CREATE SCHEMA statement in Transact SQL

CREATE SCHEMA is the Transact SQL statement to create a database schema in SQL Server. Regarding databases, a schema is a structure that allows grouping and organizing the different lower-hierarchy objects such as tables, views, stored procedures, functions, etc. in a specific logical set, so that the objects are grouped into independent namespaces.

It is important to attend to the hierarchical order of all participating components of a database: Server-Database-schema-DatabaseObject.


When we create a database in SQL Server, it already contains a series of predefined schemas that correspond to the name of the system’s built-in users. By default, when we create a database object and don’t specify the schema, it will automaically be created in the schema dbo.

If we have authorization and permissions from the database administrator, we can create new schemas and move existing objects to it with the SQL ALTER statement.

We will be able to view the default system schemas by displaying the following directory path of our database: Databases-database-Security-Schemas as we can see in the following image.

system schemas

These system schemas cannot be deleted.

Database schemas are also a very useful resource in managing permissions and security of a database. As database administrators, we will be able to associate a schema to a user and manage the specific permissions that are applied to the objects of that schema for that user.

Next, we will see how to create a new schema by direct Transact SQL statement, not forgetting that the SQL Server Management Studio (SSMS) graphical editor can also be used if desired.

Once in our SQL Server Management Studio (SSMS) editor window, we can create a new schema with the statement CREATE SCHEMA schemaname; We can add the AUTHORIZATION clause to the statement to define a user as the owner of a particular schema. The sentence would then be as follows:


The username that accompanies the AUTHORIZATION clause must already exist in the database. If we don’t use the AUTHORIZATION clause, the schema will default to the user we are using.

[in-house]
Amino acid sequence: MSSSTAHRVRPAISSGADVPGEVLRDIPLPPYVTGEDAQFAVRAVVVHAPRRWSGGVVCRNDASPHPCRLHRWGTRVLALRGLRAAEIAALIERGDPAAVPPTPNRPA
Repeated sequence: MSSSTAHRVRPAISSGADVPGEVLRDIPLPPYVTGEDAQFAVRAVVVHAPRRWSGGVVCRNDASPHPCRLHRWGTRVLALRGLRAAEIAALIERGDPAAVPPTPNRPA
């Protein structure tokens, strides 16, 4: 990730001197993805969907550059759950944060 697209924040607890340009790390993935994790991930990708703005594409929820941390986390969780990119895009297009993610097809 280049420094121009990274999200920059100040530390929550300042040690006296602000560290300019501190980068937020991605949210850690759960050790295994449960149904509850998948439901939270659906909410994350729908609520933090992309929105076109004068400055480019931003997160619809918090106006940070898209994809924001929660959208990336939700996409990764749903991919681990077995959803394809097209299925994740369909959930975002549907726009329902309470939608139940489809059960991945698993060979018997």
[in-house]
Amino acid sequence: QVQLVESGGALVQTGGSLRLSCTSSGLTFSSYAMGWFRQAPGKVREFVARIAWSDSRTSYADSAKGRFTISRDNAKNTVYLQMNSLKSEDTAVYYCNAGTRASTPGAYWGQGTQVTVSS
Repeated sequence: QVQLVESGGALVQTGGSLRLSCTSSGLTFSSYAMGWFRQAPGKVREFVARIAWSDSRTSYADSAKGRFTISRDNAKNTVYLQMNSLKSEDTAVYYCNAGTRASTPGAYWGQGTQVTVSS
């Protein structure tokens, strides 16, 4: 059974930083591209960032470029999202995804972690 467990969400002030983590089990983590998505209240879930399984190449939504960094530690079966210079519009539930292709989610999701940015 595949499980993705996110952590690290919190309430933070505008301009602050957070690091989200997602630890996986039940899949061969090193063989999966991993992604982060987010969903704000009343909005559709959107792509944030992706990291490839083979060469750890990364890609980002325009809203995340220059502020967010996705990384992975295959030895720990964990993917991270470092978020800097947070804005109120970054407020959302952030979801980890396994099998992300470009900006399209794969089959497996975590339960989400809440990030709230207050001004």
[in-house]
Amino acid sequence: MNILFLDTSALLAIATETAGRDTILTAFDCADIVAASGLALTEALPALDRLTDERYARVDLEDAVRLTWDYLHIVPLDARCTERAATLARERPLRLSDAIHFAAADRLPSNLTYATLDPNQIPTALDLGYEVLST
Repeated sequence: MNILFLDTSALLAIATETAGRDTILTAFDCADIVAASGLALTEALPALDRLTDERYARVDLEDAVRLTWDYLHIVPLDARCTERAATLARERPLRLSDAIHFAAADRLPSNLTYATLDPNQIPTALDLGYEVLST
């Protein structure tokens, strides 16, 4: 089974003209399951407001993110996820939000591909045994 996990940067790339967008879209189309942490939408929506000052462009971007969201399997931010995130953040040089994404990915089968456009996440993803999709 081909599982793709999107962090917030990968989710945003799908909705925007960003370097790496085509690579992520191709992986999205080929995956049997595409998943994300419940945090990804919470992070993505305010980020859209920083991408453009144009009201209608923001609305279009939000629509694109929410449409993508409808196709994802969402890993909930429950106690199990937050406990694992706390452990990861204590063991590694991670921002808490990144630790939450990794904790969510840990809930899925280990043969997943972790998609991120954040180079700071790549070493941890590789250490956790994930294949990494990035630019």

Optionally, as an administrator, we can manage user permissions and roles with respect to the schema. This way, we can limit the action of the different users and roles with respect to the objects contained in the particular schema.

These settings can be made before finishing creating the schema from the editor or once it has been generated. In that case, simply update the schemas with F5, move to the newly created one and select the properties option with the mouse right click.

These permissions can also be managed with SQL (GRANT , REVOKE) statements, which we will see in the sections referring to DCL (Data Control Language).

We will now explain and illustrate how to manage the permissions referring to the schema from the graphical editor of SQL Server Management Studio (SSMS).

  1. Once the pop-up window is open, we select permissions.

schema permissions

  1. Click Search and a new pop-up window will open where we can select the users or roles to apply permissions to.

schema permissions

  1. From the object types option we can filter by type of object (user, database role or application role).

schema permissions

  1. From the browse window, select the users/roles from the previous filter to which the permissions will apply.

schema permissions

  1. Once the desired users and roles have been selected, we can easily manage permissions by selecting those we want to grant and those we want to deny.

schema permissions

In this example, we are granting query permissions to the user guest on the objects belonging to the schema testschemaeditor and at the same time we are preventing him from performing operations that alter the contents of the database in any way, whether they are inserts, deletes or updates.